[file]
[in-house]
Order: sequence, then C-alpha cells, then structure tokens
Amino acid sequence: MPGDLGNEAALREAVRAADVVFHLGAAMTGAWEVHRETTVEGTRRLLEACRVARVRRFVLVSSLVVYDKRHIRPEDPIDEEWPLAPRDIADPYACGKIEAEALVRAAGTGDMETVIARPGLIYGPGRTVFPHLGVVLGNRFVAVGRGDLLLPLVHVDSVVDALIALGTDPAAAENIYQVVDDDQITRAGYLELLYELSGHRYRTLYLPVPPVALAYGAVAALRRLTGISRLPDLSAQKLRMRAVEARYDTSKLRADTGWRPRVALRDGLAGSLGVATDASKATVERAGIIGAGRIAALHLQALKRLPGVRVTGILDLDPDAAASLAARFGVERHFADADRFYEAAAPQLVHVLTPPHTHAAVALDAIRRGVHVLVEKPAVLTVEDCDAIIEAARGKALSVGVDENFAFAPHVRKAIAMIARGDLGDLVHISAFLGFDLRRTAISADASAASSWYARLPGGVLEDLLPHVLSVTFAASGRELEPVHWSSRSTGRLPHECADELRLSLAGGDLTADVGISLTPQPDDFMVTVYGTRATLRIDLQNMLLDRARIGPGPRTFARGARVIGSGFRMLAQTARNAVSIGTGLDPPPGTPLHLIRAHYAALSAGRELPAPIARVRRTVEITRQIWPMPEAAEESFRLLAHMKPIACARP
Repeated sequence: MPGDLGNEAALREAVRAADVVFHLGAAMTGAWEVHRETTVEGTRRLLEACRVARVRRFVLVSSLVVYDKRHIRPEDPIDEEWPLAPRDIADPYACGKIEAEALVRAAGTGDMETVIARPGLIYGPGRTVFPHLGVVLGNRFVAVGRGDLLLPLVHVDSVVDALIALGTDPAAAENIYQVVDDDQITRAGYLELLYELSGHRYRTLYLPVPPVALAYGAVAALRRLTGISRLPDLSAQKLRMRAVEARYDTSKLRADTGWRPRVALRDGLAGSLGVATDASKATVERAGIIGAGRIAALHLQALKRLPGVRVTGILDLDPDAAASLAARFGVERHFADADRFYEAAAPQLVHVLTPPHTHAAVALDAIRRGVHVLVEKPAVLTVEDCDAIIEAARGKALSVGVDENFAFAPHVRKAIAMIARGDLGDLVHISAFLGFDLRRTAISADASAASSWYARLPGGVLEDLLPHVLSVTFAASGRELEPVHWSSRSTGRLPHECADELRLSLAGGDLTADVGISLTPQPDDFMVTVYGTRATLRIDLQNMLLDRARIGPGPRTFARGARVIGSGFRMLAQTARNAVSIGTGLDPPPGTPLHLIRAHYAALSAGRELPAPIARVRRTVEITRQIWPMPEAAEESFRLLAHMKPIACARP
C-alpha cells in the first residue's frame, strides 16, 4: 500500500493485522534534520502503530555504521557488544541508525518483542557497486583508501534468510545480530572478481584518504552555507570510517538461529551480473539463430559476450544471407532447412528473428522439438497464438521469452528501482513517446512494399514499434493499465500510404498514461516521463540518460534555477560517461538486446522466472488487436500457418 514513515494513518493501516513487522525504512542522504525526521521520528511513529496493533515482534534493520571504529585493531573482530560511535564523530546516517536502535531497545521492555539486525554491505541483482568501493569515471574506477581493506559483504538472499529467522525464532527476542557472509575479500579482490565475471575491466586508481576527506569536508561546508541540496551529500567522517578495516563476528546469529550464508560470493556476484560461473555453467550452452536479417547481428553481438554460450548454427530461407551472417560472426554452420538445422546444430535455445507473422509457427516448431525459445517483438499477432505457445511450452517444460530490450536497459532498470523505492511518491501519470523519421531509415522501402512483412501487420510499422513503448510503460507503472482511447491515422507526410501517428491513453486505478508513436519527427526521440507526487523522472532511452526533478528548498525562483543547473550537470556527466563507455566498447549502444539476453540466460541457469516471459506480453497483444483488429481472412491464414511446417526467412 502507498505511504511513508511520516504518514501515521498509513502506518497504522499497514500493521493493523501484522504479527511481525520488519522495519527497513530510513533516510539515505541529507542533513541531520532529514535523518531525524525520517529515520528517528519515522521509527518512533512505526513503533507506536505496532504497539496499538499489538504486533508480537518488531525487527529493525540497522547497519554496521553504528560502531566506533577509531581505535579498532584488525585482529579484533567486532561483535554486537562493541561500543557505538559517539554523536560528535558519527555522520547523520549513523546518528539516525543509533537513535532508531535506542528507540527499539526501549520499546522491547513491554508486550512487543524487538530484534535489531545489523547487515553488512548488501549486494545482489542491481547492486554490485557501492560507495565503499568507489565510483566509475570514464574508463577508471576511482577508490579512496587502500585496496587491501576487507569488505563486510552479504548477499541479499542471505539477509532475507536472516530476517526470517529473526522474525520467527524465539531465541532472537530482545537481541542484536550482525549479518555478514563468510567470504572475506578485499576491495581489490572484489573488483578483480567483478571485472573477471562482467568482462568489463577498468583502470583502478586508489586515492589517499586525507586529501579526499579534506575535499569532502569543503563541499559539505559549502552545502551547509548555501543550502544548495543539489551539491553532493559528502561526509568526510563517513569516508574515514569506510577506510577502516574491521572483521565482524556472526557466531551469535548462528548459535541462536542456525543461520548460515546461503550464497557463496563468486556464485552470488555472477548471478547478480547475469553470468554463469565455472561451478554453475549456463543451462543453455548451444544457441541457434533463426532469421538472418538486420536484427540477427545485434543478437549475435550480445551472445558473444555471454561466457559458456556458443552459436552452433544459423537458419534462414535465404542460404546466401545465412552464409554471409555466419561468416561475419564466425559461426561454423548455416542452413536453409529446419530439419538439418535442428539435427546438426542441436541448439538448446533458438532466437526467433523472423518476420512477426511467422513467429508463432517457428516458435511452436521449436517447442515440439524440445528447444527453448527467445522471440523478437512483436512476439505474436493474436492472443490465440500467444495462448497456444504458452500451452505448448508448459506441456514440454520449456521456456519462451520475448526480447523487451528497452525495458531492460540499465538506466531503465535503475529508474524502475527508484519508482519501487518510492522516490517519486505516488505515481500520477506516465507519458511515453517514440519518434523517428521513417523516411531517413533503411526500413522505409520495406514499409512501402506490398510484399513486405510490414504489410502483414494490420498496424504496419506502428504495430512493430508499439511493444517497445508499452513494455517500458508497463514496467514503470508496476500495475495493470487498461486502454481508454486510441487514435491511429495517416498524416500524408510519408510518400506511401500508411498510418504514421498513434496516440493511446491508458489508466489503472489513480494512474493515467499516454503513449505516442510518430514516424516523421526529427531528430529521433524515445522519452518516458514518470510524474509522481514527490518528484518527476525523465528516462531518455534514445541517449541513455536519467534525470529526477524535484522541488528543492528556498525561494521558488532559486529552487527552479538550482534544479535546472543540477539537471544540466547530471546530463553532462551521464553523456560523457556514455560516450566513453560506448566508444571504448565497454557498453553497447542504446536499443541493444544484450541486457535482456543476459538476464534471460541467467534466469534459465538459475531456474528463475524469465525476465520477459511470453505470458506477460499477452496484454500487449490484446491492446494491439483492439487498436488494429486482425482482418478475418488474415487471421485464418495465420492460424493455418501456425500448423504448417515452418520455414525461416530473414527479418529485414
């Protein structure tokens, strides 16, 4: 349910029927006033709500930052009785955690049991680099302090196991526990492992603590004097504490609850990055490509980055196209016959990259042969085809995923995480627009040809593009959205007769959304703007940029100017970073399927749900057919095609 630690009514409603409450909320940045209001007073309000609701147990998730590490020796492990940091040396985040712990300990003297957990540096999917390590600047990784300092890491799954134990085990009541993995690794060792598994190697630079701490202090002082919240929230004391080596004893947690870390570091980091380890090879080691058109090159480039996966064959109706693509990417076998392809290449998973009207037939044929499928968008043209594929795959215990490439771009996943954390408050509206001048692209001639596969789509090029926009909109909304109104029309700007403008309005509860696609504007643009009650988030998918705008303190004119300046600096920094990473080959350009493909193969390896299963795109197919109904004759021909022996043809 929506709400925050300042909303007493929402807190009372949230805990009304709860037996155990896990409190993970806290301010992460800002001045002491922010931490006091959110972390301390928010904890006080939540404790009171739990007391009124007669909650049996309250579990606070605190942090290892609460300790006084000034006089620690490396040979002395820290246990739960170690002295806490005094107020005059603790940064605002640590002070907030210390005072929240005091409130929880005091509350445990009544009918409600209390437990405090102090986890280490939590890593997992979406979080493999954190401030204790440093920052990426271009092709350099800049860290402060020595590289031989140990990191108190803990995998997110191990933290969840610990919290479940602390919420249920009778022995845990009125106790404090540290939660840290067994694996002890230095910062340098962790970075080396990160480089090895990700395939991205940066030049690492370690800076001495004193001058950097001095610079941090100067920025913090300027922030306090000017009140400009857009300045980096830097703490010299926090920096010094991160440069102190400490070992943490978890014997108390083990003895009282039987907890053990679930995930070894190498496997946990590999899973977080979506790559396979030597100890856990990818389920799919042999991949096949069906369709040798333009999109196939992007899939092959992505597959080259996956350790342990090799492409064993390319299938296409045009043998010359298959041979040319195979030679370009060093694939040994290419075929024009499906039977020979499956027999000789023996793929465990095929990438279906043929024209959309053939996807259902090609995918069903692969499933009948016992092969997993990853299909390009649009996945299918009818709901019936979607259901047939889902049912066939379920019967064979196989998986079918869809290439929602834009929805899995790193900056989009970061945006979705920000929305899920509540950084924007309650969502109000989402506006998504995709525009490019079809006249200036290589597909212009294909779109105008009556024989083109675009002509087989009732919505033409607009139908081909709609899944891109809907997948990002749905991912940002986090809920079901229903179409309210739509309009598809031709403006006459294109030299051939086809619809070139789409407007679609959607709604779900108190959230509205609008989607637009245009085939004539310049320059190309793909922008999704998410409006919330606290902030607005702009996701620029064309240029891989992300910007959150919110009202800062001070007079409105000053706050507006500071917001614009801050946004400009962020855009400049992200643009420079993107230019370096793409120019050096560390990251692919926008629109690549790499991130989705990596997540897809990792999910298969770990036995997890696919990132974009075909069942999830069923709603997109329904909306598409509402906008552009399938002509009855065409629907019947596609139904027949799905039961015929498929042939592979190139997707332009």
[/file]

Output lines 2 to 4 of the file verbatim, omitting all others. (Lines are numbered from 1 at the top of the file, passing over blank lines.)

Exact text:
Order: sequence, then C-alpha cells, then structure tokens
Amino acid sequence: MPGDLGNEAALREAVRAADVVFHLGAAMTGAWEVHRETTVEGTRRLLEACRVARVRRFVLVSSLVVYDKRHIRPEDPIDEEWPLAPRDIADPYACGKIEAEALVRAAGTGDMETVIARPGLIYGPGRTVFPHLGVVLGNRFVAVGRGDLLLPLVHVDSVVDALIALGTDPAAAENIYQVVDDDQITRAGYLELLYELSGHRYRTLYLPVPPVALAYGAVAALRRLTGISRLPDLSAQKLRMRAVEARYDTSKLRADTGWRPRVALRDGLAGSLGVATDASKATVERAGIIGAGRIAALHLQALKRLPGVRVTGILDLDPDAAASLAARFGVERHFADADRFYEAAAPQLVHVLTPPHTHAAVALDAIRRGVHVLVEKPAVLTVEDCDAIIEAARGKALSVGVDENFAFAPHVRKAIAMIARGDLGDLVHISAFLGFDLRRTAISADASAASSWYARLPGGVLEDLLPHVLSVTFAASGRELEPVHWSSRSTGRLPHECADELRLSLAGGDLTADVGISLTPQPDDFMVTVYGTRATLRIDLQNMLLDRARIGPGPRTFARGARVIGSGFRMLAQTARNAVSIGTGLDPPPGTPLHLIRAHYAALSAGRELPAPIARVRRTVEITRQIWPMPEAAEESFRLLAHMKPIACARP
Repeated sequence: MPGDLGNEAALREAVRAADVVFHLGAAMTGAWEVHRETTVEGTRRLLEACRVARVRRFVLVSSLVVYDKRHIRPEDPIDEEWPLAPRDIADPYACGKIEAEALVRAAGTGDMETVIARPGLIYGPGRTVFPHLGVVLGNRFVAVGRGDLLLPLVHVDSVVDALIALGTDPAAAENIYQVVDDDQITRAGYLELLYELSGHRYRTLYLPVPPVALAYGAVAALRRLTGISRLPDLSAQKLRMRAVEARYDTSKLRADTGWRPRVALRDGLAGSLGVATDASKATVERAGIIGAGRIAALHLQALKRLPGVRVTGILDLDPDAAASLAARFGVERHFADADRFYEAAAPQLVHVLTPPHTHAAVALDAIRRGVHVLVEKPAVLTVEDCDAIIEAARGKALSVGVDENFAFAPHVRKAIAMIARGDLGDLVHISAFLGFDLRRTAISADASAASSWYARLPGGVLEDLLPHVLSVTFAASGRELEPVHWSSRSTGRLPHECADELRLSLAGGDLTADVGISLTPQPDDFMVTVYGTRATLRIDLQNMLLDRARIGPGPRTFARGARVIGSGFRMLAQTARNAVSIGTGLDPPPGTPLHLIRAHYAALSAGRELPAPIARVRRTVEITRQIWPMPEAAEESFRLLAHMKPIACARP